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AOL hires former Yahoo exec to lead revamp of mobile and e-mail services

Brad Garlinghouse, president of Internet and Mobile Communications, will oversee some of AOL's best-known properties, including its instant messaging software and its e-mail system.

September 09, 2009|David Sarno

Time Warner Inc.'s America Online said Tuesday that it had hired former Yahoo Inc. executive Brad Garlinghouse to help the Internet subsidiary revamp its mobile and e-mail services.

As president of Internet and Mobile Communications, Garlinghouse will oversee some of AOL's best-known properties, including its instant messaging software and its e-mail system ("You've Got Mail"), as the company prepares to split from parent Time Warner.

At Yahoo, Garlinghouse made headlines in 2006 when he sent a memo to Yahoo employees criticizing the search-engine giant for complacency and urging the company to undergo a "radical reorganization," "blow up the matrix" and "kill redundancies."

AOL is hoping that the aggressive thinking that characterized Garlinghouse's tenure at Yahoo can help revive its sagging business. AOL has suffered brand and user attrition since its heyday as a dial-up service and is now trying to reinvent itself as a social communications hub.

"There's no doubt there are challenges ahead," Garlinghouse said in a telephone interview Monday. But that's "one of the reasons I'm excited about it."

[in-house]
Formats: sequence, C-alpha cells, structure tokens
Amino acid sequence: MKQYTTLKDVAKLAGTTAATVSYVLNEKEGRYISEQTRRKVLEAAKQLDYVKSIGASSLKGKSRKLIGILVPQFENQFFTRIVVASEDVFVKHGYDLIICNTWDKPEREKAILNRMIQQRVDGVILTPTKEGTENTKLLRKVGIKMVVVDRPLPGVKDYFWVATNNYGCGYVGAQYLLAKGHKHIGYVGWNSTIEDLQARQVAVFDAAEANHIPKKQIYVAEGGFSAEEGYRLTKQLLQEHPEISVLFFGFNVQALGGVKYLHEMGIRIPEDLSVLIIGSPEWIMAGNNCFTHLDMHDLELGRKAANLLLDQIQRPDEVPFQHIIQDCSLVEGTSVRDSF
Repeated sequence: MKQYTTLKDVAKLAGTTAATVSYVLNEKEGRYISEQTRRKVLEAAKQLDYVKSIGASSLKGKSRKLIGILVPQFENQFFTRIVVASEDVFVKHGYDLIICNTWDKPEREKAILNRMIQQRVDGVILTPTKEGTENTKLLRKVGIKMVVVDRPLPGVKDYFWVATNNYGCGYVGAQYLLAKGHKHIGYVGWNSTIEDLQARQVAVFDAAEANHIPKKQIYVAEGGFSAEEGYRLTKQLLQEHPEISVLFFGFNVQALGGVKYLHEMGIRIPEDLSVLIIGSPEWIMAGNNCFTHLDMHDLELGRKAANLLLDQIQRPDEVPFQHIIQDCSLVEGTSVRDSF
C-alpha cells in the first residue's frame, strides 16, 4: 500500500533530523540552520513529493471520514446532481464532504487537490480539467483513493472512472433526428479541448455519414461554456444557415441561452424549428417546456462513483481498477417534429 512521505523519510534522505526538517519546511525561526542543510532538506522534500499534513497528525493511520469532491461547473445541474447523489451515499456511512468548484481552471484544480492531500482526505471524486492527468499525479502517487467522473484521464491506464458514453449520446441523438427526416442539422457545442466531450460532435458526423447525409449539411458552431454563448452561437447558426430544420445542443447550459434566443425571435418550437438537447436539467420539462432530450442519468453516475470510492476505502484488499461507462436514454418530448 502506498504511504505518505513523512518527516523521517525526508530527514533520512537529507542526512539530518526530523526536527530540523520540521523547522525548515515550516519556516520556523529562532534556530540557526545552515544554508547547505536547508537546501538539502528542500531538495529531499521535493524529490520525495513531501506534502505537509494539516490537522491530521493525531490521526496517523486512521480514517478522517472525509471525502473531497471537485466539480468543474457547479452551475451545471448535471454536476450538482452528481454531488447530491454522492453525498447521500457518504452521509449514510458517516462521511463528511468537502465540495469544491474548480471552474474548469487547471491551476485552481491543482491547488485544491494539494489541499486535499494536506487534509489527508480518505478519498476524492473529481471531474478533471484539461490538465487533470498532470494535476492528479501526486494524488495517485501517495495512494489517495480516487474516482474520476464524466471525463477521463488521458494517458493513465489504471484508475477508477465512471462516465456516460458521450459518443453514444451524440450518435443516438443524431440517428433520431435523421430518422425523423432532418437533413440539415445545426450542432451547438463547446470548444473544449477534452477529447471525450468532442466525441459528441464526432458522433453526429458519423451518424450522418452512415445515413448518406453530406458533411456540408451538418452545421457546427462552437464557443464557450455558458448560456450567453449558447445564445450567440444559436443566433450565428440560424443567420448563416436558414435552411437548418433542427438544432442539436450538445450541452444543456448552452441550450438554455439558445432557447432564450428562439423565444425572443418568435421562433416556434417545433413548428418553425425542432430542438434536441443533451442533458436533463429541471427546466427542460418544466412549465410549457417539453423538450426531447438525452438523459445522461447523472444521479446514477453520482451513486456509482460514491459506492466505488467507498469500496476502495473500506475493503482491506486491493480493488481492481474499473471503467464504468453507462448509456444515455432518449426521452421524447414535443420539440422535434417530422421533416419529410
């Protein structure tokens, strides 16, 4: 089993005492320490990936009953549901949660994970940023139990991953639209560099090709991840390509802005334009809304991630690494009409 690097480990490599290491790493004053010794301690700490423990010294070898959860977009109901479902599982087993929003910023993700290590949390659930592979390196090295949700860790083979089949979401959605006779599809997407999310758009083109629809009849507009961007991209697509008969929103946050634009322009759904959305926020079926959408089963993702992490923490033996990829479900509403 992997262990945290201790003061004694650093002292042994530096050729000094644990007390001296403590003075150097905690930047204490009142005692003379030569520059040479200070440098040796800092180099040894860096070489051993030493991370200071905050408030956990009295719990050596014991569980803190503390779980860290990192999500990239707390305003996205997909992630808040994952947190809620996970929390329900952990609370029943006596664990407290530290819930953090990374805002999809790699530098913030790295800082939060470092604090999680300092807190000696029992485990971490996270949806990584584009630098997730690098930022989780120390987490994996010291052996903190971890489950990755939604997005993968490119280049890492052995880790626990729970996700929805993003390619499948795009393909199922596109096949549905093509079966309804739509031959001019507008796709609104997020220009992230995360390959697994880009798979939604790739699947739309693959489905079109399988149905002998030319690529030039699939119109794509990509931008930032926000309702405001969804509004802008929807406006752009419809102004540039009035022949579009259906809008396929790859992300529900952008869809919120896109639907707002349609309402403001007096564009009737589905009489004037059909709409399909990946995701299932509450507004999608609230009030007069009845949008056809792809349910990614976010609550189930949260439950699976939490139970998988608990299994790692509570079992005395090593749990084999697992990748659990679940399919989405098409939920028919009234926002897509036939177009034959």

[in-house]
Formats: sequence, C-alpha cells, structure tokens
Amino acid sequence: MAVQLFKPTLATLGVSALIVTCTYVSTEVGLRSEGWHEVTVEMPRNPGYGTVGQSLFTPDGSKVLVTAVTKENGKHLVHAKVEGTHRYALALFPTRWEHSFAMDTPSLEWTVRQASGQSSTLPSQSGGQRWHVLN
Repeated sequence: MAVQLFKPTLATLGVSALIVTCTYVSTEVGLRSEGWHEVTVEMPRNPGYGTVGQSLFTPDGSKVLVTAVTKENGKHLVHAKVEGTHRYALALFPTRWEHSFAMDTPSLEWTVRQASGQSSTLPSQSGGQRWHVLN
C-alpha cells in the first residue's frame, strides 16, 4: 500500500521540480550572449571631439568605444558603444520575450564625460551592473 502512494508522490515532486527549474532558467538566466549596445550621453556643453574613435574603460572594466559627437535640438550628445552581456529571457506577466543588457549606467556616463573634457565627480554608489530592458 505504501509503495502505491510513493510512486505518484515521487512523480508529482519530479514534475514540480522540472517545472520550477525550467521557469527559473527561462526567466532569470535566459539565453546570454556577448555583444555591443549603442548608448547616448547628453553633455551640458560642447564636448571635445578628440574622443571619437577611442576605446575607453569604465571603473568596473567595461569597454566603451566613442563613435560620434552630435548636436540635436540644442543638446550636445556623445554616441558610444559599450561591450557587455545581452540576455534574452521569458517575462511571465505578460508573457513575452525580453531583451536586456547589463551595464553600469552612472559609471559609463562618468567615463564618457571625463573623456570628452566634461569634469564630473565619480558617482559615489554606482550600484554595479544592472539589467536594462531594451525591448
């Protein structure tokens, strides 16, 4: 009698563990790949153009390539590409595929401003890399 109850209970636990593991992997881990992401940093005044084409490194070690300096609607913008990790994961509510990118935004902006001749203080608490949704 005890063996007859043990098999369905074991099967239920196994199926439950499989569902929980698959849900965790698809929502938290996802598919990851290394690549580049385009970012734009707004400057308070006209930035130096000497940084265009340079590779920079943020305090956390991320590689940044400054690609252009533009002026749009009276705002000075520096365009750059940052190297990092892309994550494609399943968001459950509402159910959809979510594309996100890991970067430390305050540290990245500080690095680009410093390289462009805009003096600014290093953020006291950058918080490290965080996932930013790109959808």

Though Garlinghouse and AOL Chief Executive Tim Armstrong (who was also on the call) spoke mostly in the abstract about what AOL might look like in 2010, they said the broader goal is for AOL to find a way to profit from the many communications and media streams consumers now employ.

"When you think about the future of messaging -- where you have phone, text, e-mail -- content floats on those same surfaces," said Armstrong, a former senior advertising executive at Google Inc.

And where users and content commingle, advertising wants to follow, he said.

"There's a tremendous amount of information and data that gets kicked off of our products and services which allow us to make all of our systems smarter," Armstrong added, alluding to the company's capability to more efficiently market to consumers.

Garlinghouse will also be the West Coast point man for AOL Ventures, the company's business incubation arm, where he will be looking to acquire start-ups that would fit AOL's growth strategy.

"I think with Tim's heritage at Google and my heritage at Yahoo, we both see tremendous networks of people and companies to tap into," Garlinghouse said.

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david.sarno@latimes.com

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